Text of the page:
Things were slow for a month or so, but picked up speed in the springtime. I had a rough estimate of when my book would be published, (summer of ‘16), but didn’t have a concrete idea until around May, when Inkitt’s director of marketing began to meet with me via Skype about once a week. With his help, I set up a professional Facebook account, a Twitter account, a Goodreads author page, and a pretty neat website. He taught me what hashtags were and how to use them, and advised me on a posting schedule. I have to admit, this was the most daunting part of the whole “published author” gig; this was the part I always knew I’d hate. But Inkitt’s team was highly motivated and I soon felt confident that I could at least figure this stuff out, if not excel at it.
During this time, Inkitt had been hard at work on my behalf. Not only did they test the book cover with different audiences to see how it looked and felt to potential readers, they contacted book reviewers and book bloggers in an effort to give Catalyst Moon: Incursion a head start on that ever-important review/ratings obstacle course. I don’t know exactly how many people they contacted, only that it was in the hundreds. I do know that I never could have or would have done it on my own. Talk about daunting!
(Aside: I have come to cultivate nothing but the utmost respect for self-published authors. Promotion is a difficult process even with a team… I cannot imagine doing it all on my own.)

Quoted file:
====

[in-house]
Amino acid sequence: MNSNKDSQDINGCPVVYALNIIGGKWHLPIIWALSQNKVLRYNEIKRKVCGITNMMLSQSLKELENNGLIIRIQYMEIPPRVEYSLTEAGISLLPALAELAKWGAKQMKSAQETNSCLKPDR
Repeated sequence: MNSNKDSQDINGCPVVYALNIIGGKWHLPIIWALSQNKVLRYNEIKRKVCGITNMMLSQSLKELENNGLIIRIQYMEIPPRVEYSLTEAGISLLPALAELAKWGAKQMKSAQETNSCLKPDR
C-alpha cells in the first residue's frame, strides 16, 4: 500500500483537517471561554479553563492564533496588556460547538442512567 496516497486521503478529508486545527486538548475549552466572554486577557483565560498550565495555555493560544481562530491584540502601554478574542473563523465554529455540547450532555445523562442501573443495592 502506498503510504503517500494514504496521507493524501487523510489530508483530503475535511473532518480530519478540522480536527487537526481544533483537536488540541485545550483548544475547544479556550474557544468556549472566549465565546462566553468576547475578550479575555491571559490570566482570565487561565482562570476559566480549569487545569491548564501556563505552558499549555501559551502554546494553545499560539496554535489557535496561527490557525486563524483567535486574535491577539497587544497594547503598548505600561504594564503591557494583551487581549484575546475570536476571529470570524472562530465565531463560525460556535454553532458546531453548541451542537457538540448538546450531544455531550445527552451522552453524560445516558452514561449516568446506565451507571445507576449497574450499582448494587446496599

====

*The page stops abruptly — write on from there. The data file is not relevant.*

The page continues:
While all this was going on, Inkitt’s editor had my manuscript in her capable hands. Thankfully, after several rounds of beta-reads and revisions on my part, the book didn’t need a ton of work, just some polishing. She and I did debate a few points, but worked them out until I was confident that my novel was the best it could be. I wasn’t quite ready to release it into the world, but nevertheless, a date was set and I tried to prepare myself both emotionally and mentally. My emotional journey throughout this process could make a series of lengthy blog posts, so I won’t go into it here. However, I will say that this experience has taught me more about myself than I ever imagined; good, bad, and everything in between.
It’s all good. Inkitt has worked, (and continues to work), damn hard for me and my little book; I never once doubted that they were trying as hard as they could to make this a successful endeavor for everyone involved. While Catalyst Moon: Incursion remains a minnow in an ocean of other epic fantasy novels, the reviews have been favorable and I’m pleased with Inkitt’s process. I think that, since mine was the first novel they published in-house, they’ve learned from the experience, as I have, and have adapted their process accordingly.